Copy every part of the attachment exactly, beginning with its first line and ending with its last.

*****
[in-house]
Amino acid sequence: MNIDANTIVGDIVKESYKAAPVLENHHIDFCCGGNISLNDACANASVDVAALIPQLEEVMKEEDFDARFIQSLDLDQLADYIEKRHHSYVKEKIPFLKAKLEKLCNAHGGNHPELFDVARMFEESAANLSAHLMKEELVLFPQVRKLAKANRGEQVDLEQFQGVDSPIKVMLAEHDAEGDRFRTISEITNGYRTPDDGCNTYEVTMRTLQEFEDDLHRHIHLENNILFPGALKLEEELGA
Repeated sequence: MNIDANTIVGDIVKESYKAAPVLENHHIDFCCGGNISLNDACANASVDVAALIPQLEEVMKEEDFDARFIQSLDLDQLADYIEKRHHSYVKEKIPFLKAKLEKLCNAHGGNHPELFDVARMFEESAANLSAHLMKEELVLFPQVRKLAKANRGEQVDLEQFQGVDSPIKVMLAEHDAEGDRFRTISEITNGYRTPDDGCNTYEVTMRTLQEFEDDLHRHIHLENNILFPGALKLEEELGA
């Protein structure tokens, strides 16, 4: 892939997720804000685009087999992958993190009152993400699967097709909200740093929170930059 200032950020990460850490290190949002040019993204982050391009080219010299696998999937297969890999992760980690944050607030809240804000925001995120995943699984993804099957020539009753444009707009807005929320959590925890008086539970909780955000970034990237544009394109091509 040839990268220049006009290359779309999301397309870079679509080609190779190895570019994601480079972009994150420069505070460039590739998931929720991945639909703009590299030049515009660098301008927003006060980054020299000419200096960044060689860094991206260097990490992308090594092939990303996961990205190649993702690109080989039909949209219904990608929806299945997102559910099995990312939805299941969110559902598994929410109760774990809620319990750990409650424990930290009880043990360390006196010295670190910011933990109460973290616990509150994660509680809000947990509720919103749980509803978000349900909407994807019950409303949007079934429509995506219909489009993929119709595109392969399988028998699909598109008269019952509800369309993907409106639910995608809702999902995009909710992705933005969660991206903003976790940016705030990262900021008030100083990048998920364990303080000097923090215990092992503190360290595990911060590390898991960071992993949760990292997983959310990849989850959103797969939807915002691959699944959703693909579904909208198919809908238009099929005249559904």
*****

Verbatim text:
[in-house]
Amino acid sequence: MNIDANTIVGDIVKESYKAAPVLENHHIDFCCGGNISLNDACANASVDVAALIPQLEEVMKEEDFDARFIQSLDLDQLADYIEKRHHSYVKEKIPFLKAKLEKLCNAHGGNHPELFDVARMFEESAANLSAHLMKEELVLFPQVRKLAKANRGEQVDLEQFQGVDSPIKVMLAEHDAEGDRFRTISEITNGYRTPDDGCNTYEVTMRTLQEFEDDLHRHIHLENNILFPGALKLEEELGA
Repeated sequence: MNIDANTIVGDIVKESYKAAPVLENHHIDFCCGGNISLNDACANASVDVAALIPQLEEVMKEEDFDARFIQSLDLDQLADYIEKRHHSYVKEKIPFLKAKLEKLCNAHGGNHPELFDVARMFEESAANLSAHLMKEELVLFPQVRKLAKANRGEQVDLEQFQGVDSPIKVMLAEHDAEGDRFRTISEITNGYRTPDDGCNTYEVTMRTLQEFEDDLHRHIHLENNILFPGALKLEEELGA
């Protein structure tokens, strides 16, 4: 892939997720804000685009087999992958993190009152993400699967097709909200740093929170930059 200032950020990460850490290190949002040019993204982050391009080219010299696998999937297969890999992760980690944050607030809240804000925001995120995943699984993804099957020539009753444009707009807005929320959590925890008086539970909780955000970034990237544009394109091509 040839990268220049006009290359779309999301397309870079679509080609190779190895570019994601480079972009994150420069505070460039590739998931929720991945639909703009590299030049515009660098301008927003006060980054020299000419200096960044060689860094991206260097990490992308090594092939990303996961990205190649993702690109080989039909949209219904990608929806299945997102559910099995990312939805299941969110559902598994929410109760774990809620319990750990409650424990930290009880043990360390006196010295670190910011933990109460973290616990509150994660509680809000947990509720919103749980509803978000349900909407994807019950409303949007079934429509995506219909489009993929119709595109392969399988028998699909598109008269019952509800369309993907409106639910995608809702999902995009909710992705933005969660991206903003976790940016705030990262900021008030100083990048998920364990303080000097923090215990092992503190360290595990911060590390898991960071992993949760990292997983959310990849989850959103797969939807915002691959699944959703693909579904909208198919809908238009099929005249559904």